Unconfirmed sighting of Asian Hornet on UK Mainland
on June 7, 2020 at 11:08 am
Wednesday 3rd June, 2020 A small nest of hornets in an outbuilding in Monmouthshire has been destroyed but Defra have not confirmed that it was an Asian Hornet nest. Beekeepers in the area are keeping an eye out for Asian Hornets. This is the picture of the nest and hornet emerging before it was destroyed. All beekeepers are asked to be vigilant for hornets and keep looking for nests in sheds and trees on their walks outside. -ends-
Asian Hornet nest in Fowey found & destroyed
on May 18, 2020 at 10:15 am
September 7 2018 An Asian Hornet nest has been found in Fowey in Cornwall and destroyed by bee inspectors. It was on Friday 31st August a beekeeper in the Fowey area found 2 Asian Hornets in a trap he'd set up near his beehives. They were positively identified by the Non Native Species Secretariat and a surveillance zone was set up on Tuesday (Sept 4). Killing traps and feeding traps with meat and sweet baits were deployed and there was a lot of hornet activity around them. By timing their visits back to the bait, inspectors from the National Bee Unit were able to track them back to their nest. The latest nest found on Jersey ( above ) The nest was detected on Thursday (Sept 6) and destroyed in the evening, when the hornets would have returned to the nest, by using CO2 gas to carry an active ingredient called bendiocarb. The nest was removed this morning at 0700. It is described as a small nest, about the size of a child's football, and was situated about...
Use Honey first for a cough, new guidelines say
on May 18, 2020 at 10:15 am
New guidelines for doctors from the National Institute of Clinical Excellence (NICE) say they should tell patients to use honey first when they have a cough. This is based on 3 studies that showed honey reduces symptoms by 2 points on a 7 point scale. Honey and over-the-counter medicines should be the first line of treatment for most people with coughs, new guidelines recommend. Antibiotic resistance This is intended to help tackle the problem of antibiotic resistance. Overusing antibiotics is making infections harder to treat, by creating drug-resistant superbugs. A hot drink of milk and honey is a very effective remedy for a sore throat. And honey can be combined also with lemon and ginger for coughs and a sore throat. Patients are advised to use honey and over-the-counter medicines containing pelargonium, guaifenesin or dextromethorphan and wait for symptoms to improve, before going to a GP. Most coughs are caused by viruses, which cannot be trea...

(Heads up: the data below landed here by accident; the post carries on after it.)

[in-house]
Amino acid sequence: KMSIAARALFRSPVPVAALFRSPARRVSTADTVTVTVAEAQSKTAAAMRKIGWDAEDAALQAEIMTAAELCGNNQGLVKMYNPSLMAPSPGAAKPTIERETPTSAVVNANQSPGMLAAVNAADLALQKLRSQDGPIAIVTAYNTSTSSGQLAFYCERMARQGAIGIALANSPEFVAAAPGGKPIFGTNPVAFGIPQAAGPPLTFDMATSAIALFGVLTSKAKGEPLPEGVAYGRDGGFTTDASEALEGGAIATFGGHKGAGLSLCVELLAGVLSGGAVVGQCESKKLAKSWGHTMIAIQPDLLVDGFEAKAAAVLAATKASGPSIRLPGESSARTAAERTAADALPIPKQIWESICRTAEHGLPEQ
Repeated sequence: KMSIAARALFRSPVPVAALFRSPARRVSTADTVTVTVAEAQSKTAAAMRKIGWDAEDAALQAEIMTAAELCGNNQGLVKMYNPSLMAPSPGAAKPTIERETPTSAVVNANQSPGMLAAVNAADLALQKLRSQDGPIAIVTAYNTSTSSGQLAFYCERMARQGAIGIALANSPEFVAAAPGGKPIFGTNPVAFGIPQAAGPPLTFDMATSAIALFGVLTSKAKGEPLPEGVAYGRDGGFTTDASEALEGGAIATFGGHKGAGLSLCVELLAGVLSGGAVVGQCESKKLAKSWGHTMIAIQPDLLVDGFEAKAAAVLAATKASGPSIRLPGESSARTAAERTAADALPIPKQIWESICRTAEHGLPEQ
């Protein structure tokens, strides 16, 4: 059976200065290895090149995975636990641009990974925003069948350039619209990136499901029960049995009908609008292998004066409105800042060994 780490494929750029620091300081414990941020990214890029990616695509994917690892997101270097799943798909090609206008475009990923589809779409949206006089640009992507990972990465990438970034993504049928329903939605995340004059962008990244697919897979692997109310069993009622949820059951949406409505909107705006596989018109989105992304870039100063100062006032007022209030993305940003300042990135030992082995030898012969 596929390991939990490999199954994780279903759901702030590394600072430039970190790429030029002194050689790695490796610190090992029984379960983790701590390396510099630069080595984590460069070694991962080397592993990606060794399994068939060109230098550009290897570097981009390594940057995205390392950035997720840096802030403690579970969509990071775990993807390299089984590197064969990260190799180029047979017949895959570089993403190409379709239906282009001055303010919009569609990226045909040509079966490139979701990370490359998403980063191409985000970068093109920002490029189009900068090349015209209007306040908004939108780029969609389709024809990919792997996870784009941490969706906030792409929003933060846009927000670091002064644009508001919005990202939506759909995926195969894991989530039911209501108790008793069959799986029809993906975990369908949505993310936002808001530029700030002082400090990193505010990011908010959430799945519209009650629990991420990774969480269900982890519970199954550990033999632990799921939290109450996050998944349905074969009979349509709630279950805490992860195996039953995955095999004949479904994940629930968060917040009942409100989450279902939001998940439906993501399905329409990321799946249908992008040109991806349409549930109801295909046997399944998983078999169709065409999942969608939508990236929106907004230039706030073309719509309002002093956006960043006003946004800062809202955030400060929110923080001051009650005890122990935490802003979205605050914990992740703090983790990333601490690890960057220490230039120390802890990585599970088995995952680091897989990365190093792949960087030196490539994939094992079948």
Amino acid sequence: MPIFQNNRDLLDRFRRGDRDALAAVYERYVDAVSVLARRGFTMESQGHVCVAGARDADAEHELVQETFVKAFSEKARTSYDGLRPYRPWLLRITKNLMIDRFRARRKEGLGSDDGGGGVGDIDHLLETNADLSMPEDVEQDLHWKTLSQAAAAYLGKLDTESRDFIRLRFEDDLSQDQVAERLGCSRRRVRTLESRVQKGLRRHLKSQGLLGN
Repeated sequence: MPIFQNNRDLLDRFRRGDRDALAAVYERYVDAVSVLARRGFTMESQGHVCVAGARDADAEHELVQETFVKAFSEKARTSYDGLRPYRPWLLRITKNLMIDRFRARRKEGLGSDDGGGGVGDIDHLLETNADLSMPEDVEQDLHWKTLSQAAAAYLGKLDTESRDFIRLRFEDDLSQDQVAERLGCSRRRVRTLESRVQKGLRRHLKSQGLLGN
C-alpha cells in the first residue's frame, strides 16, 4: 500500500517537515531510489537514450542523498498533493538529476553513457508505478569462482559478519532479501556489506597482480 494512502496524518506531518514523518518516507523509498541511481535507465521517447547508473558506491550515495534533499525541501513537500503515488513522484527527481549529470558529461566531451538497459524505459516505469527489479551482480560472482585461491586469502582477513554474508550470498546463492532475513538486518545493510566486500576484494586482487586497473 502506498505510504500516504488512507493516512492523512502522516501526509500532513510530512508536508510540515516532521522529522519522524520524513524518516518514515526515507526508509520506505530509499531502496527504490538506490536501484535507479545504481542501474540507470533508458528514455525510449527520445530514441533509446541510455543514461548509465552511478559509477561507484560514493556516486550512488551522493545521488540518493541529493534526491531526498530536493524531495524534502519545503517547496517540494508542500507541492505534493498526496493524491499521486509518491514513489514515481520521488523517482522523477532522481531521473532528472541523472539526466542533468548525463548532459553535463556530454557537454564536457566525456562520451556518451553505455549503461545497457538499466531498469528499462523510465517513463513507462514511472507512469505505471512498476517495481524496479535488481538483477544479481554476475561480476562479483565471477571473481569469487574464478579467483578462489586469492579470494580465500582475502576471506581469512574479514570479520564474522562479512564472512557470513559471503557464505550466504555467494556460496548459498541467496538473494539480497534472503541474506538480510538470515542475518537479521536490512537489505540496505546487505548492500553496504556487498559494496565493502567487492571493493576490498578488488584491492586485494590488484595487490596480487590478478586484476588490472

Defra Minister praises beekeepers for raising alarm about Asian Hornets
on May 18, 2020 at 10:15 am
11 October 2018 Parliamentary Under Secretary of State responsible for Rural Affairs and Biosecurity, Lord Gardiner, has written to BBKA President Margaret Murdin to thank the BBKA for raising awareness about Asian Hornets. 6 nests have been destroyed since 2016 and most were identified by vigilant beekeepers. The letter also says Lord Gardiner is 'very encouraged' that some of our "most concerned members have initiated Asian Hornet Action Teams to help beekeepers take samples/photographs of hornets to enable the National Bee Unit (NBU) to act swiftly to deal with this pest." The Minister points out that October is when any nests are reaching maturity and sending out foundress Queens to raise the next generation of hornets. This increase in activity as the leaves are falling off the trees should make their nests more prominent. Lord Gardiner says thanks for your continued vigilance and please pass on any sightings as quickly as possible to the NBU. -ends- ...
2018 Honey Harvest is third bigger than last years
on May 18, 2020 at 10:15 am
22 October 2018 The annual honey survey by the British Beekeepers Association (BBKA) shows honeybees survived the difficult climate this year and produced a crop of honey a third bigger than last years. The results show that the honey crop was, on average, just over 30lbs of honey per hive, or just under 14 kilos across England and Wales. It was a difficult year in climactic terms with a very cold snap nicknamed the Beast from the East halting the honey gathering in Spring and then a long drought in many parts of the country which meant plants with shallow roots stopped producing nectar. While regions which traditionally have the biggest crop of honey, the East and South East, saw increases to 41 and 36lbs of honey per hive respectively, Welsh beekeepers reported an exceptionally improved crop, with over double the amount of honey compared to last year at 31.4lbs per hive, thanks largely to the long, warm summer. Calwyn Glastonbury, a beekeeper in the Usk Valley who ...